Harvard CS 242
Mondays and Wednesdays from 3:45-5:00 pm, SEC building in Allston, MA
Instructor: H.T. Kung
Scaling computation over parallel and distributed accelerators is a rapidly advancing area of research receiving high levels of interest from academia and industry. A recent focus is to increase speed and energy efficiency for deep learning computations in data center servers and small embedded devices. The industry is building a variety of innovative accelerators in this area.
In this course, students will learn principled methods of mapping computations used in machine learning and scientific computing onto parallel and distributed compute nodes implemented with CPU, GPU, FPGA, and ASIC. These mapping techniques lay the foundation for understanding and designing modern computing libraries and architectures for high-performance and energy‐efficient systems and devices. Students will implement these mapping techniques for fast and efficient machine learning computations. At the end of the course, students will know how to co-design machine learning models, computational algorithms, software abstractions, and underlying computing systems.
The class has the following modules:
- Parallelization. Map deep neural networks computation onto parallel and distributed computing units.
- Compression. Quantize and prune neural networks, leverage low-precision arithmetic operations and stochastic rounding, use low-rank filters for approximate pattern matching, and apply knowledge distillation to derive lightweight models.
- Data reuse. Reuse local data to lessen memory access and communication costs.
- Collaborative learning. Use federated learning and simulation for collaboration among distributed clients.
- Porting accelerators. Partition large-scale computation into small chunks and schedule them for execution on fixed-size accelerators.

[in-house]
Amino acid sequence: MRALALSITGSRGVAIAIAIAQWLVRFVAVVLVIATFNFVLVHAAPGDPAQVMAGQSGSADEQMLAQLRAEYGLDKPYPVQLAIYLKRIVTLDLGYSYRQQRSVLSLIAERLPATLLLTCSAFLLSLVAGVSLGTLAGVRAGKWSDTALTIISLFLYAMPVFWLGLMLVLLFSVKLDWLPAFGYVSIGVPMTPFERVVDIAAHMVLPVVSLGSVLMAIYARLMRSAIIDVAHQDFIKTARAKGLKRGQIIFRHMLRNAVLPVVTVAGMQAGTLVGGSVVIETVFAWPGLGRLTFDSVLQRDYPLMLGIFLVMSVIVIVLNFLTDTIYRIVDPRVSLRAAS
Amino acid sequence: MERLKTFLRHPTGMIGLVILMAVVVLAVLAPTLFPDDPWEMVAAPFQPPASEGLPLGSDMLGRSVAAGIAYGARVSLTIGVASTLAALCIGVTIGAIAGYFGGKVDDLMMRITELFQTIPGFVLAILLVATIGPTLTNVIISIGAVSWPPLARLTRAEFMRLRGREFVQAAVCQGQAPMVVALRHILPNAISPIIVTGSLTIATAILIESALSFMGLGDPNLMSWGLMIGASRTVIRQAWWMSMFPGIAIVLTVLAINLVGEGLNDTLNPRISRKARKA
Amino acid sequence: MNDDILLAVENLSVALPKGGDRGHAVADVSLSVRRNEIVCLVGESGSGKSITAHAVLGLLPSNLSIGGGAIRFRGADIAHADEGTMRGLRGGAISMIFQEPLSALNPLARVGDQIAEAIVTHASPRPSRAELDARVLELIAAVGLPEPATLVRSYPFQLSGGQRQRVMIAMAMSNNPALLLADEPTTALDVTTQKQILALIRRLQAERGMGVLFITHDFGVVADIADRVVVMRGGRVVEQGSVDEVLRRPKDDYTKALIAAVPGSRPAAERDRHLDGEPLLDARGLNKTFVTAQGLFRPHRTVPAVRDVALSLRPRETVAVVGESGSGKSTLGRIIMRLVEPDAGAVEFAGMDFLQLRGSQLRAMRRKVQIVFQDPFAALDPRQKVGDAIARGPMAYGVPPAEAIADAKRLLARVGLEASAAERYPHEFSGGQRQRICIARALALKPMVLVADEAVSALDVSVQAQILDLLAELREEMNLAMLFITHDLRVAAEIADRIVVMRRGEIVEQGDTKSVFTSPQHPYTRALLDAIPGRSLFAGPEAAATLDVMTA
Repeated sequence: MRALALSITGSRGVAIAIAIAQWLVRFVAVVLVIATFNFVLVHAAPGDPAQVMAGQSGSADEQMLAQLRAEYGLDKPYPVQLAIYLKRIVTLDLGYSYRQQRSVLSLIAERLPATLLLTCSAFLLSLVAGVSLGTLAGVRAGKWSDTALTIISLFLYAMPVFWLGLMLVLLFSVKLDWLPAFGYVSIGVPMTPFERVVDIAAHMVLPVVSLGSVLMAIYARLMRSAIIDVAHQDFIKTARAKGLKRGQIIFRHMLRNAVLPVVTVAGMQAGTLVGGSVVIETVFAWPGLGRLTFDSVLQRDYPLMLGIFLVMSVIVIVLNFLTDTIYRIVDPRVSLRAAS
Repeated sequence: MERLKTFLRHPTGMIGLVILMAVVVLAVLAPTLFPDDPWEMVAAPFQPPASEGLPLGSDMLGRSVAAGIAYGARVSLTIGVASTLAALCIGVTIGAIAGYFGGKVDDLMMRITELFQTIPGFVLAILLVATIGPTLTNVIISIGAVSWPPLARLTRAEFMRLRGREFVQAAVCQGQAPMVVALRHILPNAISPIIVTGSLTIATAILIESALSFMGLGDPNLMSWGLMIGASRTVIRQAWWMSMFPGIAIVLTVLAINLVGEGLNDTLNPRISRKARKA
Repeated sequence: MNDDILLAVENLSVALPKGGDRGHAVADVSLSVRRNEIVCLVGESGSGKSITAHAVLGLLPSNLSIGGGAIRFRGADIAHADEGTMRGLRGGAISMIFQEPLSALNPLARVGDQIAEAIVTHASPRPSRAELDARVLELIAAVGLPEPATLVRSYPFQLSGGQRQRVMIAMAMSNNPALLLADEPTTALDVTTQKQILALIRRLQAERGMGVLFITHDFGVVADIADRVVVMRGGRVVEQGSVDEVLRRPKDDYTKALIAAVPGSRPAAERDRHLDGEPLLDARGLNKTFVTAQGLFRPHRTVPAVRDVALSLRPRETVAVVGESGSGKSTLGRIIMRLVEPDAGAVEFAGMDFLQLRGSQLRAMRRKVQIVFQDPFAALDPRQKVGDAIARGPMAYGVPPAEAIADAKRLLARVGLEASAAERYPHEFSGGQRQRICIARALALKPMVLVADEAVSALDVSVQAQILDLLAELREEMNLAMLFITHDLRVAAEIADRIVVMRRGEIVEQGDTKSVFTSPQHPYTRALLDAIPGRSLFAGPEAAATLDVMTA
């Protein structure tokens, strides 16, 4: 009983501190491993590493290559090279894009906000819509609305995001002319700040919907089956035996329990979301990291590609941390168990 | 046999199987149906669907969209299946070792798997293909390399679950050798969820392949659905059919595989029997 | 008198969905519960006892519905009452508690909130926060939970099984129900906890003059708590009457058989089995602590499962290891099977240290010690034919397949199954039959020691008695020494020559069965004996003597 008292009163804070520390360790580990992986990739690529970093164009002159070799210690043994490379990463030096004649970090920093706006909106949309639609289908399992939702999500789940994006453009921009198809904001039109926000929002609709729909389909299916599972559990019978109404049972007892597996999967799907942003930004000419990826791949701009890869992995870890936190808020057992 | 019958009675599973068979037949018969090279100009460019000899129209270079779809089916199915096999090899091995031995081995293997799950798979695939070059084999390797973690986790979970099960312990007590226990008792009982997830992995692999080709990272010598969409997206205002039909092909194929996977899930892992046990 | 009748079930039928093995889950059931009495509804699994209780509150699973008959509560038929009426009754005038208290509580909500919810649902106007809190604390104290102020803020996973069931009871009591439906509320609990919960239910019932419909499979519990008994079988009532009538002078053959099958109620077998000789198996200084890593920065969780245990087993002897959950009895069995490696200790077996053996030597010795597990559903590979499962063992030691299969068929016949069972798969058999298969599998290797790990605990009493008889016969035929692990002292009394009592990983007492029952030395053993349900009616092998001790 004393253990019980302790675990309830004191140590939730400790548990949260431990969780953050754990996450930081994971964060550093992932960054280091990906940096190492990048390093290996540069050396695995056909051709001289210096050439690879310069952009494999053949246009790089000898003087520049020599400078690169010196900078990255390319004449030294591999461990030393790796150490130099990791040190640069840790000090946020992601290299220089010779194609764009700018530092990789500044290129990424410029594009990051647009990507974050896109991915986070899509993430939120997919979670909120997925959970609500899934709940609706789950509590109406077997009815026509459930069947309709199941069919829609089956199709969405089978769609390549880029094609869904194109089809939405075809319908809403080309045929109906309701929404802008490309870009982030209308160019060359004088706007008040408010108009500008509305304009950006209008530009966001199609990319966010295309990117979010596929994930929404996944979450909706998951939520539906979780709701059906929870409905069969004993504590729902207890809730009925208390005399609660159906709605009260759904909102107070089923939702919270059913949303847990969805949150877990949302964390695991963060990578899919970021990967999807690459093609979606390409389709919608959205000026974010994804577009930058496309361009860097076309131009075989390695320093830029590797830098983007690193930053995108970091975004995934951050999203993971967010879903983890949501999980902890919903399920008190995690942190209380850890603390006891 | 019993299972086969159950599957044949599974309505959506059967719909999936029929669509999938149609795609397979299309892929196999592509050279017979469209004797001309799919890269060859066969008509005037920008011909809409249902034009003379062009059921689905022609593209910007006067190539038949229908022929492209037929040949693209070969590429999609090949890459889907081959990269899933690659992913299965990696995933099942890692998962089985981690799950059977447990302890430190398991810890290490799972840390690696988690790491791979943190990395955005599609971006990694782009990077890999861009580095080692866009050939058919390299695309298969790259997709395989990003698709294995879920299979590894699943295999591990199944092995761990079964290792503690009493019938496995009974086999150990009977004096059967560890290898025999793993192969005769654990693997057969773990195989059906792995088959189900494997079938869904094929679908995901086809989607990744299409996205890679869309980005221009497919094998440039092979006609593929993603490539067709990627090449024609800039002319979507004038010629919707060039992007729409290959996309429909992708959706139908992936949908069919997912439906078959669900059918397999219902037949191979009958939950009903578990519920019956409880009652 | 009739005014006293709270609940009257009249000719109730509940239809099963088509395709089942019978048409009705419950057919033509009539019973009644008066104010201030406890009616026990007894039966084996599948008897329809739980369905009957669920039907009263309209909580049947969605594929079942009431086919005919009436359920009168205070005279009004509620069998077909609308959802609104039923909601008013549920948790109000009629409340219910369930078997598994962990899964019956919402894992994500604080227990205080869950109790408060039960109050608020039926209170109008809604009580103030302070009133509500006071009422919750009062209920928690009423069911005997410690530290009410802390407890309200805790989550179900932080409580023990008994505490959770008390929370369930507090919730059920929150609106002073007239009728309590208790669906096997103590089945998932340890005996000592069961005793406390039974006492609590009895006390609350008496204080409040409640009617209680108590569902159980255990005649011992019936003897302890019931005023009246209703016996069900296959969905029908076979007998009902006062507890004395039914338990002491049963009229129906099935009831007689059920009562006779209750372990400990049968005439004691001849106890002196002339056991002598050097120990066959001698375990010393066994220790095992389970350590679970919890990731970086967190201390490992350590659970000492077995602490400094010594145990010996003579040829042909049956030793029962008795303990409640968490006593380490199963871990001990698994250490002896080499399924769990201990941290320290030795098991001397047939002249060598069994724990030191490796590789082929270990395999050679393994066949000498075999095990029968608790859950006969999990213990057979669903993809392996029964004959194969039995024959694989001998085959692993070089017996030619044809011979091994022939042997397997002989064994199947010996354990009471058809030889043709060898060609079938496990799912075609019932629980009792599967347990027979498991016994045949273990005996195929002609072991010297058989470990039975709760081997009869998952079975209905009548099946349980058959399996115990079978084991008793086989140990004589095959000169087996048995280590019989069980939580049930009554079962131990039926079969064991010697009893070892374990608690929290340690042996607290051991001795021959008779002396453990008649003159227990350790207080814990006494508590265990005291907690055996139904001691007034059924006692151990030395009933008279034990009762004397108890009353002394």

- In-hardware acceleration. Explore new opportunities of using emerging memory and 3D packaging technologies for accelerators.
Students will learn the subject through a deep dive into recent research papers as well as lectures, quizzes, programming assignments, and a final project.
Students will have the freedom to choose a final project they are passionate about. They will formulate their projects early in the course, so there will be sufficient time for discussion and iterations with the teaching staff and system design and implementation.
The course will use server clusters at Harvard as well as external computing resources in the cloud.
Industry partners may support the teaching by giving guest lectures and advice to student projects.
The course provides a database for course materials. The database contains hundreds of articles that the course instructor has collected and tagged. Students with Harvard email addresses can access the database at https://htk.redsox.jetos.com/alpha/login.php
Recommended Prep/Requirements: (1) programming experience (Python, MatLab, or C/C++ should be OK); (2) basic knowledge in computing systems (e.g., CPU and GPU) and machine learning (e.g., convolutional neural networks); (3) familiarity in data structures; and (4) maturity in mathematics (e.g., undergraduate linear algebra and statistics).
The course instructor may waive some of these requirements for students with a strong interest in the subject matter and related work or research experiences. Labs in the first weeks of the semester will help students quickly obtain the background necessary to excel in the course.